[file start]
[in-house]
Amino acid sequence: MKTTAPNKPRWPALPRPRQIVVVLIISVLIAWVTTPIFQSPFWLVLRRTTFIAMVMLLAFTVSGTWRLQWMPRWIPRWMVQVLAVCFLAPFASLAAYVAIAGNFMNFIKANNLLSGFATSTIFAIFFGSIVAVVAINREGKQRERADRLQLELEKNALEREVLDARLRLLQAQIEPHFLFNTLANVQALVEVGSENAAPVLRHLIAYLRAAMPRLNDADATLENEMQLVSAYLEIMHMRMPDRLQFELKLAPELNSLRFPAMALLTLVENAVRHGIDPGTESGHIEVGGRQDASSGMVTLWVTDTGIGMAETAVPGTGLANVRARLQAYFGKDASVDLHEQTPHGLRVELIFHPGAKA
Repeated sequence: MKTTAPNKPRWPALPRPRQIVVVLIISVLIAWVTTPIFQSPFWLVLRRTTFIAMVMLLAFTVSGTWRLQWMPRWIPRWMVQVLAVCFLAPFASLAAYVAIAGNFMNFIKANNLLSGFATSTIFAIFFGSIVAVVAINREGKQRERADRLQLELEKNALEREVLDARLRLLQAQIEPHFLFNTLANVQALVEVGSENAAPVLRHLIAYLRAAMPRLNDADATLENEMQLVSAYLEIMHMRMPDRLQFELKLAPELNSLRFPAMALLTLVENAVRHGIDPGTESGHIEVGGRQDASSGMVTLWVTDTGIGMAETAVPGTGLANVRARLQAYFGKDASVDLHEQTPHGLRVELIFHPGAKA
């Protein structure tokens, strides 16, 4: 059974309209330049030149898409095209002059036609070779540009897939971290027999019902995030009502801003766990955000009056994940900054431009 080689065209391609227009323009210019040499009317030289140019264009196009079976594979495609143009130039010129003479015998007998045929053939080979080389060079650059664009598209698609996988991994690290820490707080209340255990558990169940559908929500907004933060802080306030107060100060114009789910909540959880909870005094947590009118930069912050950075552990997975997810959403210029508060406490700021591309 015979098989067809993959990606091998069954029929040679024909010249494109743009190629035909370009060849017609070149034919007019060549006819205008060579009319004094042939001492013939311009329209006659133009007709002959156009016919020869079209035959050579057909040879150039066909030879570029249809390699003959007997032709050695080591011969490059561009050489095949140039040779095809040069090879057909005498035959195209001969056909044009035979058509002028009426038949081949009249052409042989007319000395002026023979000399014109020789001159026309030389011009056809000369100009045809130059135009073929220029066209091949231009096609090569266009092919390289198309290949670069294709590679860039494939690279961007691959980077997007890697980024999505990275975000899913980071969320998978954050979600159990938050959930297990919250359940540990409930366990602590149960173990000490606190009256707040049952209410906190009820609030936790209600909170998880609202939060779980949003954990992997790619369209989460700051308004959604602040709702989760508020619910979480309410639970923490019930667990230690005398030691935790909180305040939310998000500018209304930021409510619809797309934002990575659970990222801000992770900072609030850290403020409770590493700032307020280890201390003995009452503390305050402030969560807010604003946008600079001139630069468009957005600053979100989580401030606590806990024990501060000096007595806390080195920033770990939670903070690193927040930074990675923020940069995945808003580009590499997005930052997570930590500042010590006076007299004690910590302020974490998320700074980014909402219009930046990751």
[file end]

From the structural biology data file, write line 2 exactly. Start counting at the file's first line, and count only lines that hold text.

Amino acid sequence: MKTTAPNKPRWPALPRPRQIVVVLIISVLIAWVTTPIFQSPFWLVLRRTTFIAMVMLLAFTVSGTWRLQWMPRWIPRWMVQVLAVCFLAPFASLAAYVAIAGNFMNFIKANNLLSGFATSTIFAIFFGSIVAVVAINREGKQRERADRLQLELEKNALEREVLDARLRLLQAQIEPHFLFNTLANVQALVEVGSENAAPVLRHLIAYLRAAMPRLNDADATLENEMQLVSAYLEIMHMRMPDRLQFELKLAPELNSLRFPAMALLTLVENAVRHGIDPGTESGHIEVGGRQDASSGMVTLWVTDTGIGMAETAVPGTGLANVRARLQAYFGKDASVDLHEQTPHGLRVELIFHPGAKA